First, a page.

Each domain is really a dialect of English (for now, Watson is fluent only in English) that Watson must absorb, and each company's implementation of those domains is a version of that dialect. Training Watson can take weeks or months, depending on the complexity. In an interview with Forbes, IBM said the likes of catalogs, training manuals, product disclosures, emails, customer forums, and call center logs, as well as publicly available feeds and reviews from places like Amazon.com, Yelp, Trip Advisor, and technical support communities, will all be grist for Watson's mill.
When Watson is up and running in the cloud, customers such as ANZ, Celcom, IHS, Nielsen, and Royal Bank of Canada will use it to create a customer-facing feature called Ask Watson. Consumers will be able to access it via Web chats, email, smartphone apps, and even SMS.
One of Watson's most striking features -- and one that will develop much more as cognitive systems roll out -- is its ability to understand unstructured data, which comprises the vast majority of data in the world. Even doctors' notes, which are famously hard to read, can be digested and are becoming a significant part of Watson's medical knowledge, Kelly says.
Quantum computing: Coming sooner than you think
In their book, Kelly and Hamm say, "People who demand the most from computers are already running into the limits of today's circuitry."
They quote Michel McCoy, director of the Simulation and Computing program at the Lawrence Livermore National Laboratory, noting that he is among those calling for a national initiative involving U.S. national laboratories and businesses to come up with radical new approaches to microprocessor and computer system design and software programming. "In a sense, everything we've done up until this point has been easy," McCoy says. "Now we have reached a physics-dominated threshold in the design of microprocessors and computing systems that, unless we do something about it, is essentially going to stagnate progress."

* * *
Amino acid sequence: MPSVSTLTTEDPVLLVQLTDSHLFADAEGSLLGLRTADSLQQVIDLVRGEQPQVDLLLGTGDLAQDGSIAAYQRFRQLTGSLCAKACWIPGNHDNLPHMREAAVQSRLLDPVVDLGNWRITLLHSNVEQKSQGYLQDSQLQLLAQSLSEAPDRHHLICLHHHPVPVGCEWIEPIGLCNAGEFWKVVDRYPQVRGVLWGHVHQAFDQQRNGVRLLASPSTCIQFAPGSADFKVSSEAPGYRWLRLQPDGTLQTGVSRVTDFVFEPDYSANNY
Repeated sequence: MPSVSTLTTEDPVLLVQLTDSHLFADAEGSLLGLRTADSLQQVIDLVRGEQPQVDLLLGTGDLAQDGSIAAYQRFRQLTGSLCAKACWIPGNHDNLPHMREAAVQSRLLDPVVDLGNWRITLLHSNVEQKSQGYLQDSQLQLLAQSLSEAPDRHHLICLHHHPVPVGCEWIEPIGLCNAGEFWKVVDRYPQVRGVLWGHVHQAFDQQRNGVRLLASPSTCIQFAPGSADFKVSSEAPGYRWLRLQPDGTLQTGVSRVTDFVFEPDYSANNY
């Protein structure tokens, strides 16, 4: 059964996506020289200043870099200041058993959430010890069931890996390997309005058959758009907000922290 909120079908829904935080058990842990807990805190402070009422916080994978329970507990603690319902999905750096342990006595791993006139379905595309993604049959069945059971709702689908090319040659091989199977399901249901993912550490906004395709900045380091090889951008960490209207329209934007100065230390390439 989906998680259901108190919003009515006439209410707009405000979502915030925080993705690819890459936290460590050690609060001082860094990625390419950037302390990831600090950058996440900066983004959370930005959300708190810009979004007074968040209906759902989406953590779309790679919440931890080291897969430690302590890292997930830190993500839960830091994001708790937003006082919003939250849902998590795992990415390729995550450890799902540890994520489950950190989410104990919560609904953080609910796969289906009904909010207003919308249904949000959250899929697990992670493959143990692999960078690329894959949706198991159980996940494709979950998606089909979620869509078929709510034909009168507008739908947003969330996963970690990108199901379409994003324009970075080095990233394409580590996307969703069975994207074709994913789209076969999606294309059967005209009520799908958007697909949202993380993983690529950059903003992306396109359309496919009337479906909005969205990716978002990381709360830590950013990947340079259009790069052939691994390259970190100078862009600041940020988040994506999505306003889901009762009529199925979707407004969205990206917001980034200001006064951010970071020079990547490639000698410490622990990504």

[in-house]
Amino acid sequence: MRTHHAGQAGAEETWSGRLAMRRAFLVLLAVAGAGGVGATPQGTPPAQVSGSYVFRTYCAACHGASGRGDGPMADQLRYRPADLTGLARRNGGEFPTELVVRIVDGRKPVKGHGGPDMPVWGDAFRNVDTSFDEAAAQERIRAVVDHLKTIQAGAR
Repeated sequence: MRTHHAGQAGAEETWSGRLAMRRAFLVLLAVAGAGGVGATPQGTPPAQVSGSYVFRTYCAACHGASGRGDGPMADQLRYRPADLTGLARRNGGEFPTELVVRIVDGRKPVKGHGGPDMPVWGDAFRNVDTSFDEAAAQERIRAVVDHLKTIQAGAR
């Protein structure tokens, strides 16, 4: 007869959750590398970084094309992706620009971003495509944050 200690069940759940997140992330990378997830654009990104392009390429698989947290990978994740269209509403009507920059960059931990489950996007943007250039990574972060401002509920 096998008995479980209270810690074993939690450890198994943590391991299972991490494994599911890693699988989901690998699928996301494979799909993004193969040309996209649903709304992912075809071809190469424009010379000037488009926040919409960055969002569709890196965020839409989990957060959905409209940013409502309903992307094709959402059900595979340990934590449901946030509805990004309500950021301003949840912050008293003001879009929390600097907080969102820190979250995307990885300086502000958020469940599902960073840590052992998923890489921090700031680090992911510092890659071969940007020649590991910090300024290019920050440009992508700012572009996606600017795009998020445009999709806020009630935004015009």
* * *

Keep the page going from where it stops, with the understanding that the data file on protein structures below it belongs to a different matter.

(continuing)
Kelly says part of the answer to that problem is what he calls data-centric computers. "The designers of computing systems have long treated logic and memory as separate elements. Now, they will meld the components together, first on circuit boards and later on single microchips. Also, they'll move the processing to the data, rather than vice versa."
Assuming that Kelly is correct, that shift obviously won't happen all at once. We'll see variations on silicon-based or silicon-like transistors over the next five years, he says. Indeed, Watson is really a hybrid of next-generation software and current-current generation hardware. Kelly makes the analogy to the first programmable computer systems that appeared decades ago: They had vacuum tubes; Watson systems are built on conventional silicon.
As I noted, Kelly is an optimist. "If you asked me five years ago how long it will be until we see quantum computers, I would have said 25 years," he said. "Now," he said as he held up two hands, "you could count the years on a bundle of fingers." The point is, it's really coming.
This article, "Bigger, better, stronger, faster: How IBM's Watson upends Moore's Law," was originally published by InfoWorld.com. Read more of Bill Snyder's Tech's Bottom Line blog and follow the latest technology business developments at InfoWorld.com. For the latest business technology news, follow InfoWorld.com on Twitter.